Design Decisions


The design decisions that shaped Onyx were made over the course of several years and tended to adapt to my preferred programming style throughout that the time. I always aimed to keep Onyx's features relatively orthogonal, but there are some overlapping features that target different styles of programming.

Imperative vs Functional

Onyx is an imperative language. You write a sequence of statements that should be executed in the specified order to evaluate your program. This is my preferred style of programming so it is what I made Onyx.

However, I do enjoy the simplicity of a functional language. The idea of expressing a computation at a higher level appeals to me. Instead of writing a bunch of for-loops, you express what you want to happen, instead of how it should happen.

For this reason, Onyx does have functional-inspired features that make that style of programming accessible. The two features that really make this possible are the pipe operator, and quick procedures. Here is an example of using them together with the core.iter library to express the computation: Sum the squares of the first 5 numbers in a sequence.

use core {iter, println}

main :: () {
    sequence := i32.[5, 2, 4, 9, 29, 8, 2, 8, 3];

    iter.as_iter(sequence)    // Make the iterator
    |> iter.take(5)           // Only take the first 5 elements
    |> => x * x)   // Square each result

    // Sum the squares with a fold operation
    |> iter.fold(0, (x, y) => x + y)
    |> println();             // Print it to the screen

While Onyx is largely an imperative language, there are many places where expressing your code in a more functional way like this can actually help readability.

For completeness, here is the same code written in an imperative style.

use core {println}

main :: () {
    sequence := i32.[5, 2, 4, 9, 29, 8, 2, 8, 3];

    sum := 0;
    for value in sequence[0 .. 5] {
        square := value * value;
        sum += square;


Each developer can choose their own style in Onyx, but I want Onyx to be able to support both styles.

Why the ::?

This was inspired from Jai and Odin. It means there is a compile-time constant binding between something (a procedure, struct, union, number, etc.), and a symbol.

Here's some examples:

A_String    :: "A compile-time string"
A_Number    :: 42
A_Struct    :: struct { }
A_Union     :: union { }
A_Procedure :: () { }

This syntax might look strange at first, but it actually simplifies things quite a bit. Notice how every kind of definition looks the same. Its always name :: thing. This means there is no longer a difference between things that are anonymous and things that are nominal. If you want to write an anonymous procedure, you simply leave the binding off of it. This is a silly example, because you couldn't call this procedure with a way to reference it, but it does compile.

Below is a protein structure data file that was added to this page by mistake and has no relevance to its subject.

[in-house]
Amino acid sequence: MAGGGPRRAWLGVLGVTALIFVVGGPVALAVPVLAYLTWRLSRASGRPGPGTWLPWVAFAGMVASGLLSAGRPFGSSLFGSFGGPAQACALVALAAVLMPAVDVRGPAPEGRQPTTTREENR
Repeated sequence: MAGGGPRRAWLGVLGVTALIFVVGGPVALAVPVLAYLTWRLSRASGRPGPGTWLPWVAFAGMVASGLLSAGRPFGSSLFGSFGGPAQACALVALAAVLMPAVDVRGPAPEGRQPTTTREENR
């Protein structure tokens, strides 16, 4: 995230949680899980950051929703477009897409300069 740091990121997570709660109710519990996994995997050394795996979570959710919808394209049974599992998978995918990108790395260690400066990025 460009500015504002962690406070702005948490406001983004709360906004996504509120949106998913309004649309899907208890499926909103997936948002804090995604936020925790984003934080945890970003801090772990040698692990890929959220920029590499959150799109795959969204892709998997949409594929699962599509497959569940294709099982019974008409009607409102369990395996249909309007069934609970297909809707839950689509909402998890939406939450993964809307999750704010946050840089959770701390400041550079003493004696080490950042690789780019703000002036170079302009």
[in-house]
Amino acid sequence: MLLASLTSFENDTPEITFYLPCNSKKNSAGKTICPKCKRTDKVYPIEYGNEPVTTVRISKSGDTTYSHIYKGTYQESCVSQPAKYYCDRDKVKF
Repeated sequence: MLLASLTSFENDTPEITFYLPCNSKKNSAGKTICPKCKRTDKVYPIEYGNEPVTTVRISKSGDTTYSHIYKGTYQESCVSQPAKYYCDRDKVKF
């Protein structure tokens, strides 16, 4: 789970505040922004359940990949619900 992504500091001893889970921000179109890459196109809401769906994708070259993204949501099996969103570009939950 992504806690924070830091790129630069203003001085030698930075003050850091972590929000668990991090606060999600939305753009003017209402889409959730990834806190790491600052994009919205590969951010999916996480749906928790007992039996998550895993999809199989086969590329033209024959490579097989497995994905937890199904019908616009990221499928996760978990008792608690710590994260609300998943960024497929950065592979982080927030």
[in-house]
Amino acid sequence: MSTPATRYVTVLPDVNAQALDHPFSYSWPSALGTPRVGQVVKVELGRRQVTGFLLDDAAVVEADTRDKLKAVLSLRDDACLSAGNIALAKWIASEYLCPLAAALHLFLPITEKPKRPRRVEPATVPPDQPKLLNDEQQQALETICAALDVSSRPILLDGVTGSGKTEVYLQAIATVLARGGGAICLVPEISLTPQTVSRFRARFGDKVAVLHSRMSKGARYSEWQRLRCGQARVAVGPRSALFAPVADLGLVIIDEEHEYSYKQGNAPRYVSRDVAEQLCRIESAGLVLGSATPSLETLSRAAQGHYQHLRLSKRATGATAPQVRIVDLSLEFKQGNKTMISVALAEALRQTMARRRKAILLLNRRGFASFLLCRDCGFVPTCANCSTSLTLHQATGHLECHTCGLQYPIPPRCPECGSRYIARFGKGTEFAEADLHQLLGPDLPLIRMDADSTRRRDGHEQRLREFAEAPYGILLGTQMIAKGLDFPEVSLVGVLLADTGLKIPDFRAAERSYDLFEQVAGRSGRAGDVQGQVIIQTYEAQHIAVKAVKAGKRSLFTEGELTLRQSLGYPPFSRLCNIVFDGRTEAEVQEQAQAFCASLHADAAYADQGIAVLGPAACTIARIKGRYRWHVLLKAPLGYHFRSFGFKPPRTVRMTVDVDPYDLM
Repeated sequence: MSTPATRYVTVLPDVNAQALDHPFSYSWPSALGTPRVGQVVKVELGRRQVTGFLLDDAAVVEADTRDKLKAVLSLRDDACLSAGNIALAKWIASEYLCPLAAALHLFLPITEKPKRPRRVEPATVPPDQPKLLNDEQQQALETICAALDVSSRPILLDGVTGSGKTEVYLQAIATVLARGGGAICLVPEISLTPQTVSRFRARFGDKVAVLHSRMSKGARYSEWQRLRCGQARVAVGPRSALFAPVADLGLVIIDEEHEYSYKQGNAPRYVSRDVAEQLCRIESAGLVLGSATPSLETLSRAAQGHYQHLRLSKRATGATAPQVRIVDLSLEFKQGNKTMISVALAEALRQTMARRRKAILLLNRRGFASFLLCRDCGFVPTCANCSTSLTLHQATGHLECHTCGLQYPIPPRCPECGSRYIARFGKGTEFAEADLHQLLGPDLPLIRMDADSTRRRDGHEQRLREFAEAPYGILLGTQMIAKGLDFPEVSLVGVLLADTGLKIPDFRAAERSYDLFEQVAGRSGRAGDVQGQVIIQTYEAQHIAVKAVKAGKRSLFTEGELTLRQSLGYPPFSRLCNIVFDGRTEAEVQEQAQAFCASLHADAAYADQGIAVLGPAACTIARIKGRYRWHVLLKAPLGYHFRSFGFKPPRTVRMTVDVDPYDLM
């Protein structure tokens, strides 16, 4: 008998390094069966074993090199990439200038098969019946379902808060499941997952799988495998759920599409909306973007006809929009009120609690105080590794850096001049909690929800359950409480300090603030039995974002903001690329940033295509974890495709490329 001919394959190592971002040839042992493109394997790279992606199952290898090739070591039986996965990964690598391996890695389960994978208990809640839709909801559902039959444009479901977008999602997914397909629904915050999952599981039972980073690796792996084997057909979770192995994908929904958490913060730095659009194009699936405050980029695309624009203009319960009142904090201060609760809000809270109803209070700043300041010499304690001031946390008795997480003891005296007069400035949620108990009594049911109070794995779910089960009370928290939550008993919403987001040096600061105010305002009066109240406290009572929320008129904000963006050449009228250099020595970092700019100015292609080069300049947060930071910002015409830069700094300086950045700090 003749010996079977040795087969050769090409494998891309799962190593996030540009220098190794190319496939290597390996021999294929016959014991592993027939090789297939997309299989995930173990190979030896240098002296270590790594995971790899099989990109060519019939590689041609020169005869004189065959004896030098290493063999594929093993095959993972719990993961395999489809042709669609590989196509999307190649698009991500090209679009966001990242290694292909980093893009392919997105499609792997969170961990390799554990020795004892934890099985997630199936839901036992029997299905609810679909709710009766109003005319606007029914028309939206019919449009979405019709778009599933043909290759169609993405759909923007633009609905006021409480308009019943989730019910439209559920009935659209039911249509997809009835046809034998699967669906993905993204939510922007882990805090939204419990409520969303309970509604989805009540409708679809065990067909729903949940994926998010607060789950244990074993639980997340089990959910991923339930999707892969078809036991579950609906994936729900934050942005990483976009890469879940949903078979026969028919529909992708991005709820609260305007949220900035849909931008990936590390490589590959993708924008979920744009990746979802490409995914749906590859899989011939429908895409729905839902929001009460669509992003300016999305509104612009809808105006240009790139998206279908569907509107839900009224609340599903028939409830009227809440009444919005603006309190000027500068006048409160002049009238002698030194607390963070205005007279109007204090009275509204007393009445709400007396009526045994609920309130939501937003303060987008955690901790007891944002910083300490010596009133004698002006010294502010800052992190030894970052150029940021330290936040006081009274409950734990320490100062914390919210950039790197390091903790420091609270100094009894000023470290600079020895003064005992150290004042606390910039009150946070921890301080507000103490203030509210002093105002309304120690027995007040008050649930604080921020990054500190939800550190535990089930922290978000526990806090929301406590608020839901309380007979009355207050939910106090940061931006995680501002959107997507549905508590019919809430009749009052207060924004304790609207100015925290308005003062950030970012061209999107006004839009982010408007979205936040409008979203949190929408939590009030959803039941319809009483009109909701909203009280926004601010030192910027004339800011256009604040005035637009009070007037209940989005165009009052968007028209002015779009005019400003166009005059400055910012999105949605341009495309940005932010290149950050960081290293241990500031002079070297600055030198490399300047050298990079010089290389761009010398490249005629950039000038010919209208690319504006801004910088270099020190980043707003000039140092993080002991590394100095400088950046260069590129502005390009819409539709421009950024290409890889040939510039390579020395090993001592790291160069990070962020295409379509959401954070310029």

// No named procedure
(x: i32, y: i32) -> i32 {
    return x + y;

The colon is actually relatively special in Onyx. Anywhere there is a :, a new symbol is being declared. To find (almost) all symbol declarations in a file, you can use the regular expression:


Note, the only exception to this rule is quick procedures, whose syntax does not use the colon, for the sake of being as terse as possible.


To many, semi-colons are (or at least should be) a thing of the past. While I don't entirely disagree, Onyx currently does require them at the end of every statement. This is because of a larger trade-off: Onyx is whitespace agnostic. You can remove any whitespace that is not between a keyword and a symbol, and the program will continue to work.

This might not seem that important, but it is part of a larger goal to keep the Onyx language as unopinionated as possible. You should be able to space out and format your code as you please, without the compiler getting in the way. While good style should obviously be used, I don't believe it is the onus of Onyx to enforce style. After more Onyx code exists, it might be worth creating something like onyx fmt, like go fmt, but in the meantime that is not a priority.

You might think, Why not use newlines as 'semi-colons'?' This is a good point and something I have looked into. There are several features in Onyx that make this a little tricky and would force you to write code in a particular way.

For example, if/else expressions do not work well like this. Here is some code that is ambiguous without semi-colons.

x := foo()

if x == 5 {
    // ...

// Could be interpreted as this, which would not compile.

x := foo() if x == 5 {
    // ...

You might say, well since if is on a new line, it shouldn't join with the previous line. That would work but then you would have to write if/else expressions on the same line (or at least the if part).

x := foo() if condition
           else otherwise

This might be a worthwhile trade-off in the future, but that is to be decided later.

Why explicitly overloaded procedures?

Onyx uses explicitly overloaded procedures, over the more "traditional" implicitly overloaded procedures. In my experience, implicitly overloaded procedures sound like a good idea, until there are many overloads with complicated types, that could be ambiguous. See SFINAE as an example of what I am talking about.

To avoid this, Onyx's overloaded procedures must be explicitly declared, explicitly overloaded, and there is defined order as to which overloads are checked. It does cause a slightly verbose syntax, and a little bit more planning, but it simplifies things for the code writer, code reader, and the compiler writer. I believe it is a win-win-win.